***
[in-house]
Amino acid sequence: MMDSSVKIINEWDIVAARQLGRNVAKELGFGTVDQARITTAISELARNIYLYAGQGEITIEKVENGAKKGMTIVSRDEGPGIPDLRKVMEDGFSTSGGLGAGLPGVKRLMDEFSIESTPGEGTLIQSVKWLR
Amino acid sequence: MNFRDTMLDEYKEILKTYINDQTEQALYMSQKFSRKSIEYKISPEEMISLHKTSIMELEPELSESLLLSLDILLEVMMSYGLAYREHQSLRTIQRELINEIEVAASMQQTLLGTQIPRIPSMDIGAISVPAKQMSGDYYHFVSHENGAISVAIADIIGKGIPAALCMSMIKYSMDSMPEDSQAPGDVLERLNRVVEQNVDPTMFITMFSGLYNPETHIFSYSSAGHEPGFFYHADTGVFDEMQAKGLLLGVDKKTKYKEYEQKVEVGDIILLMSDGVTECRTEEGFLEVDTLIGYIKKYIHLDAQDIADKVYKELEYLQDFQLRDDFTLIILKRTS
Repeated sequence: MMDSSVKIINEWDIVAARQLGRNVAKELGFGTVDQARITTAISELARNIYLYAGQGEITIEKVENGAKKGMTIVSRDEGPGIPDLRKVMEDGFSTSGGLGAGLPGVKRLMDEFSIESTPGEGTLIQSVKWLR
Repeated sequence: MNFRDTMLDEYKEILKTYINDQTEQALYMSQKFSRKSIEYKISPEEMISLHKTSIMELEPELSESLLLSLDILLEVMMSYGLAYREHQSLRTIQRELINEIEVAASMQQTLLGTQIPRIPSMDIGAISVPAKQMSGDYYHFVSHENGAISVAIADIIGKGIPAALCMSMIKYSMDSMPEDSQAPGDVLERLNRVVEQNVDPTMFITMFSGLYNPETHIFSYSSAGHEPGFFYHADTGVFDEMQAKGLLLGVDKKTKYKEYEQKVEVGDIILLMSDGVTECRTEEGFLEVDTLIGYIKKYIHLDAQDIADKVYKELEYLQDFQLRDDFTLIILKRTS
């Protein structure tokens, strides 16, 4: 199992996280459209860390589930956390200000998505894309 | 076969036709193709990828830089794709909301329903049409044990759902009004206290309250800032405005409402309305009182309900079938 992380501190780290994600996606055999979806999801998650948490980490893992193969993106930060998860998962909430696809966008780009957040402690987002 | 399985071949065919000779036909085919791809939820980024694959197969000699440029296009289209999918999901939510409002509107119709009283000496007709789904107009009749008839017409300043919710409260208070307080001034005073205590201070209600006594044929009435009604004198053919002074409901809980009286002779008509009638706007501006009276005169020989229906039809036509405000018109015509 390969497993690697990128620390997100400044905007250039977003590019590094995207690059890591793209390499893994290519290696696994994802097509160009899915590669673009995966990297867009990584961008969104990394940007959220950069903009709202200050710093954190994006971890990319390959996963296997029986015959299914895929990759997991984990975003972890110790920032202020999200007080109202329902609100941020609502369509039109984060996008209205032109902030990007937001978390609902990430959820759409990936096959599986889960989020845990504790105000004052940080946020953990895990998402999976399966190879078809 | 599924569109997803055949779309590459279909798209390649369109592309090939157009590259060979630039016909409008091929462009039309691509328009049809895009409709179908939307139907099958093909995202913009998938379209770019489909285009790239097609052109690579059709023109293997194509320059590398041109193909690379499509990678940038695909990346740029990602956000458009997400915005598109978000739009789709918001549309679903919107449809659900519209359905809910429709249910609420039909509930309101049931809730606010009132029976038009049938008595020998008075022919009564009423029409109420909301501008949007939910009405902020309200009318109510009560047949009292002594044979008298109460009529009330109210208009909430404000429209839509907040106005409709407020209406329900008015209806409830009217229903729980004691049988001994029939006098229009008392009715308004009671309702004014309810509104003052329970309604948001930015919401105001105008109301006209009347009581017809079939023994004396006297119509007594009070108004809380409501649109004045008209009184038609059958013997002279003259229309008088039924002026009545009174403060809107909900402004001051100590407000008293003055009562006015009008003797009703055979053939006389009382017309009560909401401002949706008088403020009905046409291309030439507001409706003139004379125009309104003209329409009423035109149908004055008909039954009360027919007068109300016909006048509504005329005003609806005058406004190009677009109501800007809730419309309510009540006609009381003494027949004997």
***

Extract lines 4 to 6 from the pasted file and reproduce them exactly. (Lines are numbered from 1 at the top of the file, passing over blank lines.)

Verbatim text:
Repeated sequence: MMDSSVKIINEWDIVAARQLGRNVAKELGFGTVDQARITTAISELARNIYLYAGQGEITIEKVENGAKKGMTIVSRDEGPGIPDLRKVMEDGFSTSGGLGAGLPGVKRLMDEFSIESTPGEGTLIQSVKWLR
Repeated sequence: MNFRDTMLDEYKEILKTYINDQTEQALYMSQKFSRKSIEYKISPEEMISLHKTSIMELEPELSESLLLSLDILLEVMMSYGLAYREHQSLRTIQRELINEIEVAASMQQTLLGTQIPRIPSMDIGAISVPAKQMSGDYYHFVSHENGAISVAIADIIGKGIPAALCMSMIKYSMDSMPEDSQAPGDVLERLNRVVEQNVDPTMFITMFSGLYNPETHIFSYSSAGHEPGFFYHADTGVFDEMQAKGLLLGVDKKTKYKEYEQKVEVGDIILLMSDGVTECRTEEGFLEVDTLIGYIKKYIHLDAQDIADKVYKELEYLQDFQLRDDFTLIILKRTS
């Protein structure tokens, strides 16, 4: 199992996280459209860390589930956390200000998505894309 | 076969036709193709990828830089794709909301329903049409044990759902009004206290309250800032405005409402309305009182309900079938 992380501190780290994600996606055999979806999801998650948490980490893992193969993106930060998860998962909430696809966008780009957040402690987002 | 399985071949065919000779036909085919791809939820980024694959197969000699440029296009289209999918999901939510409002509107119709009283000496007709789904107009009749008839017409300043919710409260208070307080001034005073205590201070209600006594044929009435009604004198053919002074409901809980009286002779008509009638706007501006009276005169020989229906039809036509405000018109015509 390969497993690697990128620390997100400044905007250039977003590019590094995207690059890591793209390499893994290519290696696994994802097509160009899915590669673009995966990297867009990584961008969104990394940007959220950069903009709202200050710093954190994006971890990319390959996963296997029986015959299914895929990759997991984990975003972890110790920032202020999200007080109202329902609100941020609502369509039109984060996008209205032109902030990007937001978390609902990430959820759409990936096959599986889960989020845990504790105000004052940080946020953990895990998402999976399966190879078809 | 599924569109997803055949779309590459279909798209390649369109592309090939157009590259060979630039016909409008091929462009039309691509328009049809895009409709179908939307139907099958093909995202913009998938379209770019489909285009790239097609052109690579059709023109293997194509320059590398041109193909690379499509990678940038695909990346740029990602956000458009997400915005598109978000739009789709918001549309679903919107449809659900519209359905809910429709249910609420039909509930309101049931809730606010009132029976038009049938008595020998008075022919009564009423029409109420909301501008949007939910009405902020309200009318109510009560047949009292002594044979008298109460009529009330109210208009909430404000429209839509907040106005409709407020209406329900008015209806409830009217229903729980004691049988001994029939006098229009008392009715308004009671309702004014309810509104003052329970309604948001930015919401105001105008109301006209009347009581017809079939023994004396006297119509007594009070108004809380409501649109004045008209009184038609059958013997002279003259229309008088039924002026009545009174403060809107909900402004001051100590407000008293003055009562006015009008003797009703055979053939006389009382017309009560909401401002949706008088403020009905046409291309030439507001409706003139004379125009309104003209329409009423035109149908004055008909039954009360027919007068109300016909006048509504005329005003609806005058406004190009677009109501800007809730419309309510009540006609009381003494027949004997």